PEDRO ALMODOVAR’S BEST MOVIE IN YEARS IS HIS MOST PERSONAL
PEDRO ALMODOVAR'S BEST MOVIE IN YEARS IS HIS MOST PERSONAL
Eric Kohn – IndieWire ★★★★☆ – 17/05/2019
PEDRO ALMODOVAR’S BEST MOVIE IN YEARS IS HIS MOST PERSONAL
Antonio Banderas excels as a version of the Spanish auteur in what may be the closest he comes to crafting a memoir in the medium he knows best.
Across 30-plus years of filmmaking, Pedro Almodóvar has accrued the auteurist equivalence of a god, and his distinctive romantic whimsy carries such weight that the tagline “a film by Almodóvar” conveys more brand than vision. “Pain and Glory,” the filmmaker’s best and most personal movie in years, brings him back to mortal terrain. A grounded melancholic rumination on aging and artistic intent steeped in the aging director’s own experiences, it may be the closest Almodóvar comes to crafting a memoir in the medium he knows best.
At least, it looks that way on the surface. “Pain and Glory” stars an exceptionally world-weary Antonio Banderas, his face caked in salt-and-pepper stubble and framed by an unruly mop of hair, as an acclaimed director wrestling with his past and present. The actor looks so much like his long-time collaborator that “Pain and Glory” may well be deemed “a film about Almodóvar.” And yet the filmmaker has claimed much about “Pain and Glory” has been fictionalized, including the details of the character’s upbringing, a drug-fueled plot line, and the romantic history that the character wrestles with throughout this poignant little movie.
No matter. “Pain and Glory” has the emotional resonance of an artist coming to terms with the intimate nature of his work, and in the pantheon of the films-about-filmmaking genre, it’s a paragon of the form — a bittersweet “8 1/2” centered on the quest of an artist in search of his own tale. Still, don’t call him Pedro: Banderas plays Salvador Mallo, a veteran Spanish filmmaker who has contended with a lifetime of discomfort. As he explains in an early voiceover set to lively medical animations (the one time the movie veers into overindulgence), the poor middle-aged figure suffers from ailments of all kinds: muscle aches, joint pains, tinnitus, anxiety, and depression. Yet all of these struggles have catalyzed his passionate artistry, at least until a recent dry spell, which leads him to contemplate his past.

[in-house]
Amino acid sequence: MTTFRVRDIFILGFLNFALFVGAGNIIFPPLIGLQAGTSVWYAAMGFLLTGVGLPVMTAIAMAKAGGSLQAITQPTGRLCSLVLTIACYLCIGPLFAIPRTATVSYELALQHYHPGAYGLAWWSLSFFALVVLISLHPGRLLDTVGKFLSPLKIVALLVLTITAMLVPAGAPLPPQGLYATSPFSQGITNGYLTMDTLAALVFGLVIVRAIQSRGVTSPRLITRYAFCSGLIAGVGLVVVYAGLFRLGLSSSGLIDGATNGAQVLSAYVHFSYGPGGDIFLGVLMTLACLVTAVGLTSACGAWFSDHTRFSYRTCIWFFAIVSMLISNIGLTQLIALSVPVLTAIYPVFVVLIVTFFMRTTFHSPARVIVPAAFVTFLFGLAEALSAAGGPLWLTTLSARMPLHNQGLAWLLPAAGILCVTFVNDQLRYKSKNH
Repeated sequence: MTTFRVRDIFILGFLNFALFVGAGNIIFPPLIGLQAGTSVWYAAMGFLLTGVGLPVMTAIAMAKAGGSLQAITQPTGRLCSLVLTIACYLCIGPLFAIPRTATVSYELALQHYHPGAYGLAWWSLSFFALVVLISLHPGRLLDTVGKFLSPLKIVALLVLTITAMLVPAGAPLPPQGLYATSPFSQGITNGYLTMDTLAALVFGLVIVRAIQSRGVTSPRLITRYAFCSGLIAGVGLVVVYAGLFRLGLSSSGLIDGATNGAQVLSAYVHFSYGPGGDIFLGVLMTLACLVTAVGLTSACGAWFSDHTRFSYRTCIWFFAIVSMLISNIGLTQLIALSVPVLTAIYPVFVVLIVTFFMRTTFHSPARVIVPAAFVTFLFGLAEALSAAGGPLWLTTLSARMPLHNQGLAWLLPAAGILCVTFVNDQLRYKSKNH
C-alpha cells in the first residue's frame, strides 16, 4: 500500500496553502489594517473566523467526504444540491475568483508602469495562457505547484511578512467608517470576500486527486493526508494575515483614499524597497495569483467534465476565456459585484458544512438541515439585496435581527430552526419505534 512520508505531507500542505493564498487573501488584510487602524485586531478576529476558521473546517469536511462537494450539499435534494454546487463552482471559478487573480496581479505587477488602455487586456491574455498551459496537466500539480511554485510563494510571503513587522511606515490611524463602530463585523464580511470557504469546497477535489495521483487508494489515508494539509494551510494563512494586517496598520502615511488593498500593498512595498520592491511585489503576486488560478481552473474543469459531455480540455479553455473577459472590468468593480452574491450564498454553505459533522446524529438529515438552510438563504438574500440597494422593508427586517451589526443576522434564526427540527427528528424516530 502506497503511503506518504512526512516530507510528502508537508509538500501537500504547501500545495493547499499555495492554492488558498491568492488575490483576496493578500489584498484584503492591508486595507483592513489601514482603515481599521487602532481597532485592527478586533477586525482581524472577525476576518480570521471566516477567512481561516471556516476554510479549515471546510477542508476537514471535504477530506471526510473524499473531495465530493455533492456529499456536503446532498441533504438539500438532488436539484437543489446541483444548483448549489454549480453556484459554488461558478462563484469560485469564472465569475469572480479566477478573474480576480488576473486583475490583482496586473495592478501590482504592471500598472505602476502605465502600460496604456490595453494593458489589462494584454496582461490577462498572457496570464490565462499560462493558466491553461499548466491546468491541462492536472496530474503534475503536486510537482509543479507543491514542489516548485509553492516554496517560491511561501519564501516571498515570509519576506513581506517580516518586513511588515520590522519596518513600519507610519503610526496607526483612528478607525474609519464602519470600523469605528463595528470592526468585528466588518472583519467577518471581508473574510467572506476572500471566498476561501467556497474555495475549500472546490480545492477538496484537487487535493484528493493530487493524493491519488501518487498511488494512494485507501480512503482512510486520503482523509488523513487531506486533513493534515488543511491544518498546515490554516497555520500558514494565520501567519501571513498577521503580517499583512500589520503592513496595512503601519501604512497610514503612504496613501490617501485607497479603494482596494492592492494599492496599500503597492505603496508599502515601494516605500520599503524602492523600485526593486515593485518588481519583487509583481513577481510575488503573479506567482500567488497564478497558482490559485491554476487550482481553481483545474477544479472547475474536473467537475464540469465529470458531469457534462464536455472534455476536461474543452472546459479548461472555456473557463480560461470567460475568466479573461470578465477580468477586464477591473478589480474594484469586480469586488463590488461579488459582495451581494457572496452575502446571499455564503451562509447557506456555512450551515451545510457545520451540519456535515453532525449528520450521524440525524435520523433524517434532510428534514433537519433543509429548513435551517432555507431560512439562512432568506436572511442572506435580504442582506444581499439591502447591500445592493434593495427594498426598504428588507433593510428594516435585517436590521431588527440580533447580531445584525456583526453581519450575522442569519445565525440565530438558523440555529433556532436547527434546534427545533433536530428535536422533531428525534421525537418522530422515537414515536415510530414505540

At first, the only chapter of Salvador’s life he seems intent on revisiting is a sultry drama called “Sabor” (“Taste”) that led him to have a falling out with leading man Alberto Crespo (a slovenly and funny Asier Etxeandia) over the actor’s heroin addiction. But when a local theater invites Salvador to participate in a Q&A for a repertory screening of “Sabor,” he decides to track down Alberto and invite him to come along. He finds the man eking out a living in theater, and still “chasing the dragon” to keep his creative juices flowing (or at least his addiction). On a whim — and for reasons only revealed with time — Salvador asks for a hit, and suddenly this soft-spoken, middle-aged artist is strung out on heavy drugs for the first time in his life.
Soon, Salvador is trying heroin all the time: buying it on the street, whipping it out whenever his pain kicks in, and using it to contemplate another difficult chapter from earlier in his life, when an early romance fell apart after his partner became an addict. While Salvador’s on-again-off-again relationship with Alberto revisits their old wounds with cringe-inducing humor, Alberto grows curious by the possibility of a new Salvador Mallo project after all these years, and whether it could provide a creative outlet for the struggling actor as well.